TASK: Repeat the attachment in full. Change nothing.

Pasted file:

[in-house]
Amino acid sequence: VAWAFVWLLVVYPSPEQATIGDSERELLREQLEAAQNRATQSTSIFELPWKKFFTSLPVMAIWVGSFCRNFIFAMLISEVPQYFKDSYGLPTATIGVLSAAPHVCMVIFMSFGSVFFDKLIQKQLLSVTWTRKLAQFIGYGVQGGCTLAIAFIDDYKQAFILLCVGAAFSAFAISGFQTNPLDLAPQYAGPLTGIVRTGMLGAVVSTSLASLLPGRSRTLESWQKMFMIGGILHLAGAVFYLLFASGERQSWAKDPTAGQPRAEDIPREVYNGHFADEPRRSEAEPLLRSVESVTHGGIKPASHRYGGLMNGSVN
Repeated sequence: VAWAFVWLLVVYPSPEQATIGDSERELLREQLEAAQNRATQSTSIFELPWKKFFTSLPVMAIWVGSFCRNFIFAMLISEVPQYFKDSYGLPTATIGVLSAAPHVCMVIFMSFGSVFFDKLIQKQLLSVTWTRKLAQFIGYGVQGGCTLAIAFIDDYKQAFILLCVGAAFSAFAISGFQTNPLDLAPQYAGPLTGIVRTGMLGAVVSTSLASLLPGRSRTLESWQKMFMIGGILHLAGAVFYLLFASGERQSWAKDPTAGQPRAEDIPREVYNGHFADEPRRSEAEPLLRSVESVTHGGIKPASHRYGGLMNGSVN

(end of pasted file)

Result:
[in-house]
Amino acid sequence: VAWAFVWLLVVYPSPEQATIGDSERELLREQLEAAQNRATQSTSIFELPWKKFFTSLPVMAIWVGSFCRNFIFAMLISEVPQYFKDSYGLPTATIGVLSAAPHVCMVIFMSFGSVFFDKLIQKQLLSVTWTRKLAQFIGYGVQGGCTLAIAFIDDYKQAFILLCVGAAFSAFAISGFQTNPLDLAPQYAGPLTGIVRTGMLGAVVSTSLASLLPGRSRTLESWQKMFMIGGILHLAGAVFYLLFASGERQSWAKDPTAGQPRAEDIPREVYNGHFADEPRRSEAEPLLRSVESVTHGGIKPASHRYGGLMNGSVN
Repeated sequence: VAWAFVWLLVVYPSPEQATIGDSERELLREQLEAAQNRATQSTSIFELPWKKFFTSLPVMAIWVGSFCRNFIFAMLISEVPQYFKDSYGLPTATIGVLSAAPHVCMVIFMSFGSVFFDKLIQKQLLSVTWTRKLAQFIGYGVQGGCTLAIAFIDDYKQAFILLCVGAAFSAFAISGFQTNPLDLAPQYAGPLTGIVRTGMLGAVVSTSLASLLPGRSRTLESWQKMFMIGGILHLAGAVFYLLFASGERQSWAKDPTAGQPRAEDIPREVYNGHFADEPRRSEAEPLLRSVESVTHGGIKPASHRYGGLMNGSVN